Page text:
- First version of production ready blockchain code released by The Hyperledger Project
The code is designed to be strong and secure enough to be used by enterprises for business applications.
As part of an official announcement on Tuesday, July 11, the first bit of blockchain code developed by The Hyperledger Project to be used to build softwares was released to the market.
Led by the Linux Foundation, the group currently has over 120 incredibly prominent members, including the likes of International Business Machines Corp, Cisco Systems Inc, the Bank of England and JPMorgan Chase & Co. According to the group, the first version of the Hyperledger Fabric, which is what the code is known as, is a kind of distributed ledger code developed to be strong and safe enough for enterprises to use to create blockchain-based business applications. The project had over 150 engineers from 29 organizations working on it.
Blockchain initially started as the system on which the cryptocurrency bitcoin was developed, and is a way of maintaining and sharing data within a network of computers which does not need the information to be verified by a third party. Since then, several organisations, including banks, have been heavily investing in the technology to make several operational processes like settling of securities trades cheaper and less complicated.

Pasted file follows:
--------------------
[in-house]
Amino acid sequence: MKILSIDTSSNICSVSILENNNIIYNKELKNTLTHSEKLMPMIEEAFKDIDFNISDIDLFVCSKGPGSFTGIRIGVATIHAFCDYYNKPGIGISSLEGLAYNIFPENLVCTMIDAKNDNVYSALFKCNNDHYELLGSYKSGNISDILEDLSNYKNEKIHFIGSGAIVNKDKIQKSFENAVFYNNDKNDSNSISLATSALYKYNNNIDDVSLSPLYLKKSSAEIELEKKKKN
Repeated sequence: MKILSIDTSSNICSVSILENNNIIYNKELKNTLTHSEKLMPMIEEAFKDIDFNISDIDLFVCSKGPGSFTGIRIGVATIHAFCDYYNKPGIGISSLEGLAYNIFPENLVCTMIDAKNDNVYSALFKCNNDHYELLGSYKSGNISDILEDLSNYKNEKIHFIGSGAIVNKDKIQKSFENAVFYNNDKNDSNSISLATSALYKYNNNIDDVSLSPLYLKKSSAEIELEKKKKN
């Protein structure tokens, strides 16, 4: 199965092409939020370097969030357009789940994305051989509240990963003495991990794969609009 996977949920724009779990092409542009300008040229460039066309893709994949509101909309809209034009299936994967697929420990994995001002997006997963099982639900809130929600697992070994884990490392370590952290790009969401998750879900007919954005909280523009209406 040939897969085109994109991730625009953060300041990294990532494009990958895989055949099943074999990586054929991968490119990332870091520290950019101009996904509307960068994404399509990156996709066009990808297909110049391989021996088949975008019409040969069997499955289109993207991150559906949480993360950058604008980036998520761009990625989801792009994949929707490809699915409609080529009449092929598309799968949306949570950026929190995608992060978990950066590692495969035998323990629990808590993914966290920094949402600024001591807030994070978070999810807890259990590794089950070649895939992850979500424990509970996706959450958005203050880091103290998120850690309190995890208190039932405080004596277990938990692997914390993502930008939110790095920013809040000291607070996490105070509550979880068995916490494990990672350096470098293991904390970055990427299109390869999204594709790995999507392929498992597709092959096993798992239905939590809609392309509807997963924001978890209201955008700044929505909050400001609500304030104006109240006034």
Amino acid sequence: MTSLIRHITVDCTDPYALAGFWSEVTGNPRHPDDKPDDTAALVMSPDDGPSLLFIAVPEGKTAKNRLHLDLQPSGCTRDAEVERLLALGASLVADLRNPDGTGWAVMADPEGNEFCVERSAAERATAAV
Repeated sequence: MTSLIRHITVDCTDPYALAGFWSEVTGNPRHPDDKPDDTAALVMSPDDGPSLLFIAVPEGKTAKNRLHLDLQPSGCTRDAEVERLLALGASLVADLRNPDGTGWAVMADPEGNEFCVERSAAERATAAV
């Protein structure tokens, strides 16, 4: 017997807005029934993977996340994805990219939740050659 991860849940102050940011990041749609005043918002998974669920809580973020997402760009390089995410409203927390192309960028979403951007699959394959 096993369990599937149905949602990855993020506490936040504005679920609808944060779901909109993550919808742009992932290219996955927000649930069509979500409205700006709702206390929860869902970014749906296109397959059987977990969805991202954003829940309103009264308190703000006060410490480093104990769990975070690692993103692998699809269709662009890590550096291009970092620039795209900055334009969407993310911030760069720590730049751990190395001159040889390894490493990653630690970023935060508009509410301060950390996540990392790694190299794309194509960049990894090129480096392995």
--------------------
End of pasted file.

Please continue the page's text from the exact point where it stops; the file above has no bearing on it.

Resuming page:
Several organisations have already entered into mergers and joined industry groups in order to speed up the development of the technology. While some of the largest banks in the world have invested around $100 million in blockchain consortium R3, JPMorgan, Microsoft Corp, Intel Corp, and a number of other companies teamed up to form the Ethereum Enterprise Alliance earlier this year.
However, sceptics are still unsure about the full extent of the benefits of the technology, with blockchain having still not been deployed in a large scale project by any large company. For instance, Hyperledger Fabric isn’t yet capable of handling as many transactions per second as payment networks of major credit card companies, and the technology is still in its early developmental stage.